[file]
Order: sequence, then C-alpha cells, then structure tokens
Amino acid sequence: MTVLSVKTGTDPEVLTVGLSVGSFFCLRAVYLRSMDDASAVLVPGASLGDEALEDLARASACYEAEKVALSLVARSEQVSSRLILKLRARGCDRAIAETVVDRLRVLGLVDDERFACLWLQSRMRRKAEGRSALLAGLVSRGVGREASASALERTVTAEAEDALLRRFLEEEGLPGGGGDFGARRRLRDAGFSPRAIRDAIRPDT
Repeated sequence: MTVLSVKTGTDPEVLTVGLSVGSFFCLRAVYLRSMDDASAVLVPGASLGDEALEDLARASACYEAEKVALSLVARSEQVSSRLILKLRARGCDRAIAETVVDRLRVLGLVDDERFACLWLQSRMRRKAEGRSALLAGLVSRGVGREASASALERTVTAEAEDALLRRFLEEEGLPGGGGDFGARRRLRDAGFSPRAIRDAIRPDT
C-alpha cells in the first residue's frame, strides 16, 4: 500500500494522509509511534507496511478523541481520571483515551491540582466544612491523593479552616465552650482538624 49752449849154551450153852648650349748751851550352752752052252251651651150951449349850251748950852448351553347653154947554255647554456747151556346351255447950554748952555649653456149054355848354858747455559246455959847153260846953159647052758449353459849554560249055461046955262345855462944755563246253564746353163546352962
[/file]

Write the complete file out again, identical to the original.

Order: sequence, then C-alpha cells, then structure tokens
Amino acid sequence: MTVLSVKTGTDPEVLTVGLSVGSFFCLRAVYLRSMDDASAVLVPGASLGDEALEDLARASACYEAEKVALSLVARSEQVSSRLILKLRARGCDRAIAETVVDRLRVLGLVDDERFACLWLQSRMRRKAEGRSALLAGLVSRGVGREASASALERTVTAEAEDALLRRFLEEEGLPGGGGDFGARRRLRDAGFSPRAIRDAIRPDT
Repeated sequence: MTVLSVKTGTDPEVLTVGLSVGSFFCLRAVYLRSMDDASAVLVPGASLGDEALEDLARASACYEAEKVALSLVARSEQVSSRLILKLRARGCDRAIAETVVDRLRVLGLVDDERFACLWLQSRMRRKAEGRSALLAGLVSRGVGREASASALERTVTAEAEDALLRRFLEEEGLPGGGGDFGARRRLRDAGFSPRAIRDAIRPDT
C-alpha cells in the first residue's frame, strides 16, 4: 500500500494522509509511534507496511478523541481520571483515551491540582466544612491523593479552616465552650482538624 49752449849154551450153852648650349748751851550352752752052252251651651150951449349850251748950852448351553347653154947554255647554456747151556346351255447950554748952555649653456149054355848354858747455559246455959847153260846953159647052758449353459849554560249055461046955262345855462944755563246253564746353163546352962